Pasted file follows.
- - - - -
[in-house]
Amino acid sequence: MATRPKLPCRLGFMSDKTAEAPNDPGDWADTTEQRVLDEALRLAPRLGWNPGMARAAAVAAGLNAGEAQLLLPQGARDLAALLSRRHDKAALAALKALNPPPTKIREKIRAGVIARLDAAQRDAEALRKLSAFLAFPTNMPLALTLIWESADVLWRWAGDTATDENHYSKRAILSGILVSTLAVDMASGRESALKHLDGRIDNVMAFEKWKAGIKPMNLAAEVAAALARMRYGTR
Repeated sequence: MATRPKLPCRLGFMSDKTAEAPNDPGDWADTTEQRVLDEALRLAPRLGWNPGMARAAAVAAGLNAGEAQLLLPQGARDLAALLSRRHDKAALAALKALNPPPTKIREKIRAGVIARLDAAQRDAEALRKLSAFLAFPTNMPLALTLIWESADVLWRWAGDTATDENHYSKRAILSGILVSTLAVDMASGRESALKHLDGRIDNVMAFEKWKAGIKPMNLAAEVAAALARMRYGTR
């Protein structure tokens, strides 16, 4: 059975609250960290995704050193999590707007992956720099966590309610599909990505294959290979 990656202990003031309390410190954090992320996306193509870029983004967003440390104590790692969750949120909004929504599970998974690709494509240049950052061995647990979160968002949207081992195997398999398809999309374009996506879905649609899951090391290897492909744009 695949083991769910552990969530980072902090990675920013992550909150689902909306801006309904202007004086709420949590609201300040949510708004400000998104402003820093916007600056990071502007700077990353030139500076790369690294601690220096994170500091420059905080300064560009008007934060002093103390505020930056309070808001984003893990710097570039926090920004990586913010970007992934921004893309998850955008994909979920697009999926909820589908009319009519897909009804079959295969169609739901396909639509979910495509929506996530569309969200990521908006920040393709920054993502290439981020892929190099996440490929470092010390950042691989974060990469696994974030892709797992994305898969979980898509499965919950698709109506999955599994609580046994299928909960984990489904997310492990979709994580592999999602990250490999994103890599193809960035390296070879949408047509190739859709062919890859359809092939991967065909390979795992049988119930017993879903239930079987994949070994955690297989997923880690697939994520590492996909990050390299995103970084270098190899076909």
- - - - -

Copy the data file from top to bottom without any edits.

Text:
[in-house]
Amino acid sequence: MATRPKLPCRLGFMSDKTAEAPNDPGDWADTTEQRVLDEALRLAPRLGWNPGMARAAAVAAGLNAGEAQLLLPQGARDLAALLSRRHDKAALAALKALNPPPTKIREKIRAGVIARLDAAQRDAEALRKLSAFLAFPTNMPLALTLIWESADVLWRWAGDTATDENHYSKRAILSGILVSTLAVDMASGRESALKHLDGRIDNVMAFEKWKAGIKPMNLAAEVAAALARMRYGTR
Repeated sequence: MATRPKLPCRLGFMSDKTAEAPNDPGDWADTTEQRVLDEALRLAPRLGWNPGMARAAAVAAGLNAGEAQLLLPQGARDLAALLSRRHDKAALAALKALNPPPTKIREKIRAGVIARLDAAQRDAEALRKLSAFLAFPTNMPLALTLIWESADVLWRWAGDTATDENHYSKRAILSGILVSTLAVDMASGRESALKHLDGRIDNVMAFEKWKAGIKPMNLAAEVAAALARMRYGTR
């Protein structure tokens, strides 16, 4: 059975609250960290995704050193999590707007992956720099966590309610599909990505294959290979 990656202990003031309390410190954090992320996306193509870029983004967003440390104590790692969750949120909004929504599970998974690709494509240049950052061995647990979160968002949207081992195997398999398809999309374009996506879905649609899951090391290897492909744009 695949083991769910552990969530980072902090990675920013992550909150689902909306801006309904202007004086709420949590609201300040949510708004400000998104402003820093916007600056990071502007700077990353030139500076790369690294601690220096994170500091420059905080300064560009008007934060002093103390505020930056309070808001984003893990710097570039926090920004990586913010970007992934921004893309998850955008994909979920697009999926909820589908009319009519897909009804079959295969169609739901396909639509979910495509929506996530569309969200990521908006920040393709920054993502290439981020892929190099996440490929470092010390950042691989974060990469696994974030892709797992994305898969979980898509499965919950698709109506999955599994609580046994299928909960984990489904997310492990979709994580592999999602990250490999994103890599193809960035390296070879949408047509190739859709062919890859359809092939991967065909390979795992049988119930017993879903239930079987994949070994955690297989997923880690697939994520590492996909990050390299995103970084270098190899076909």